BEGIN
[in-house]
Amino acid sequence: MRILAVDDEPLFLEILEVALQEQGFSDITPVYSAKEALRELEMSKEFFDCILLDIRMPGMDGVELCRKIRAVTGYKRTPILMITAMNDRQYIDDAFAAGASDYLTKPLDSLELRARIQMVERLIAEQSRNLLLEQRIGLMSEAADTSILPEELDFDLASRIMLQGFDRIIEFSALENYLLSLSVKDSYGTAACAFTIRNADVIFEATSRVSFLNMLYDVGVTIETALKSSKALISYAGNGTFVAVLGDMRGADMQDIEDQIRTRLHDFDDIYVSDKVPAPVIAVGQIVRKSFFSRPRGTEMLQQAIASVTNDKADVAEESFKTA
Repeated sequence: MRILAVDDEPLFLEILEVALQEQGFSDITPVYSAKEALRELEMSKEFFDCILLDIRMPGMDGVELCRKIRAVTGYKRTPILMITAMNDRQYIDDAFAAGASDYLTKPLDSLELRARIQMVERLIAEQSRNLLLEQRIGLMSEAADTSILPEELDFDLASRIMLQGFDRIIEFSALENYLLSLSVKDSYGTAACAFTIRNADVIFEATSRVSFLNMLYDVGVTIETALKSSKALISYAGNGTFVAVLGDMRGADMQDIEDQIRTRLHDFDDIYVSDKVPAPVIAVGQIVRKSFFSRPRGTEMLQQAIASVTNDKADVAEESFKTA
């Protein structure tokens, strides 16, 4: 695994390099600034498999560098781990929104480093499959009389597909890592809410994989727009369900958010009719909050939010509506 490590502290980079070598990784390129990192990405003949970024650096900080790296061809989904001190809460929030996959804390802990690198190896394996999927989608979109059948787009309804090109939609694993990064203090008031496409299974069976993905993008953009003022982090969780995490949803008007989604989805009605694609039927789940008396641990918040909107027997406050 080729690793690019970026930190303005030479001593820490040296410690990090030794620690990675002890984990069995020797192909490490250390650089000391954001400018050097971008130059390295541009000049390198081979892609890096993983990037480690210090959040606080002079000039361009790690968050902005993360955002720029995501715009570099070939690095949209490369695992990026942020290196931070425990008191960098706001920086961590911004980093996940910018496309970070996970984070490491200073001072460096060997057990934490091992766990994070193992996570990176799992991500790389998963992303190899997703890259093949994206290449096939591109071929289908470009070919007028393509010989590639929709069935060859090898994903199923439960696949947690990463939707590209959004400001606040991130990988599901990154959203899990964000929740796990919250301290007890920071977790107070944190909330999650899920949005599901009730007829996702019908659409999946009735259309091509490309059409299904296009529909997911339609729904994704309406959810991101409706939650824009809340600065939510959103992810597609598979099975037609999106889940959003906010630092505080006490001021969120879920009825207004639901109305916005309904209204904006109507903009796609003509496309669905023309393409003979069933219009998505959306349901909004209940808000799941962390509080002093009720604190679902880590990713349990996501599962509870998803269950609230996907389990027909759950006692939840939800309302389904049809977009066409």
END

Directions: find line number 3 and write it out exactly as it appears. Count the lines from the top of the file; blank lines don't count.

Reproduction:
Repeated sequence: MRILAVDDEPLFLEILEVALQEQGFSDITPVYSAKEALRELEMSKEFFDCILLDIRMPGMDGVELCRKIRAVTGYKRTPILMITAMNDRQYIDDAFAAGASDYLTKPLDSLELRARIQMVERLIAEQSRNLLLEQRIGLMSEAADTSILPEELDFDLASRIMLQGFDRIIEFSALENYLLSLSVKDSYGTAACAFTIRNADVIFEATSRVSFLNMLYDVGVTIETALKSSKALISYAGNGTFVAVLGDMRGADMQDIEDQIRTRLHDFDDIYVSDKVPAPVIAVGQIVRKSFFSRPRGTEMLQQAIASVTNDKADVAEESFKTA